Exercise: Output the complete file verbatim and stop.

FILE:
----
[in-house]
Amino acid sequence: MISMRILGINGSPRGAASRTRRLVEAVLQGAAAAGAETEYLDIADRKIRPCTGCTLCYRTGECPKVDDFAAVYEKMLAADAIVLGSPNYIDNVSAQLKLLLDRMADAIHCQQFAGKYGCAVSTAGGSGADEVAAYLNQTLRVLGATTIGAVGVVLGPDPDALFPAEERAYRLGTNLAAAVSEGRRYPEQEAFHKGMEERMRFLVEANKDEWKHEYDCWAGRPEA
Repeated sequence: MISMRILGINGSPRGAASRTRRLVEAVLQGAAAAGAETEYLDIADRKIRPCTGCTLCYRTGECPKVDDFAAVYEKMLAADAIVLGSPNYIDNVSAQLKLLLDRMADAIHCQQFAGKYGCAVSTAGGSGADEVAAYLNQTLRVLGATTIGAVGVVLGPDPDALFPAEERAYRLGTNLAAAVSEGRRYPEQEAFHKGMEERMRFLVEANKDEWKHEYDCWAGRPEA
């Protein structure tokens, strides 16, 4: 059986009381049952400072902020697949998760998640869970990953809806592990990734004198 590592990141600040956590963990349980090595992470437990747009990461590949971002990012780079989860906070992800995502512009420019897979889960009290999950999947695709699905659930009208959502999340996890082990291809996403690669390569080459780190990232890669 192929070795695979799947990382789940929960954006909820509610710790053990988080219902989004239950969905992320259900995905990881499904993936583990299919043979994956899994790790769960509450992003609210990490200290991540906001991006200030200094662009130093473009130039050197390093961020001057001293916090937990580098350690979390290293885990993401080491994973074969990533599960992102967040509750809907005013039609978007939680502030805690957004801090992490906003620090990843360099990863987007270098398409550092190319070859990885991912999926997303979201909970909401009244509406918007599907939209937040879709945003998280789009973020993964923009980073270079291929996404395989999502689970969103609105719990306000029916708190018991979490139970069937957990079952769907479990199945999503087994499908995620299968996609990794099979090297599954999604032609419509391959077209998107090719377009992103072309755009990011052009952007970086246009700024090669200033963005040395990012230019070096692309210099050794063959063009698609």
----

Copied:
[in-house]
Amino acid sequence: MISMRILGINGSPRGAASRTRRLVEAVLQGAAAAGAETEYLDIADRKIRPCTGCTLCYRTGECPKVDDFAAVYEKMLAADAIVLGSPNYIDNVSAQLKLLLDRMADAIHCQQFAGKYGCAVSTAGGSGADEVAAYLNQTLRVLGATTIGAVGVVLGPDPDALFPAEERAYRLGTNLAAAVSEGRRYPEQEAFHKGMEERMRFLVEANKDEWKHEYDCWAGRPEA
Repeated sequence: MISMRILGINGSPRGAASRTRRLVEAVLQGAAAAGAETEYLDIADRKIRPCTGCTLCYRTGECPKVDDFAAVYEKMLAADAIVLGSPNYIDNVSAQLKLLLDRMADAIHCQQFAGKYGCAVSTAGGSGADEVAAYLNQTLRVLGATTIGAVGVVLGPDPDALFPAEERAYRLGTNLAAAVSEGRRYPEQEAFHKGMEERMRFLVEANKDEWKHEYDCWAGRPEA
């Protein structure tokens, strides 16, 4: 059986009381049952400072902020697949998760998640869970990953809806592990990734004198 590592990141600040956590963990349980090595992470437990747009990461590949971002990012780079989860906070992800995502512009420019897979889960009290999950999947695709699905659930009208959502999340996890082990291809996403690669390569080459780190990232890669 192929070795695979799947990382789940929960954006909820509610710790053990988080219902989004239950969905992320259900995905990881499904993936583990299919043979994956899994790790769960509450992003609210990490200290991540906001991006200030200094662009130093473009130039050197390093961020001057001293916090937990580098350690979390290293885990993401080491994973074969990533599960992102967040509750809907005013039609978007939680502030805690957004801090992490906003620090990843360099990863987007270098398409550092190319070859990885991912999926997303979201909970909401009244509406918007599907939209937040879709945003998280789009973020993964923009980073270079291929996404395989999502689970969103609105719990306000029916708190018991979490139970069937957990079952769907479990199945999503087994499908995620299968996609990794099979090297599954999604032609419509391959077209998107090719377009992103072309755009990011052009952007970086246009700024090669200033963005040395990012230019070096692309210099050794063959063009698609």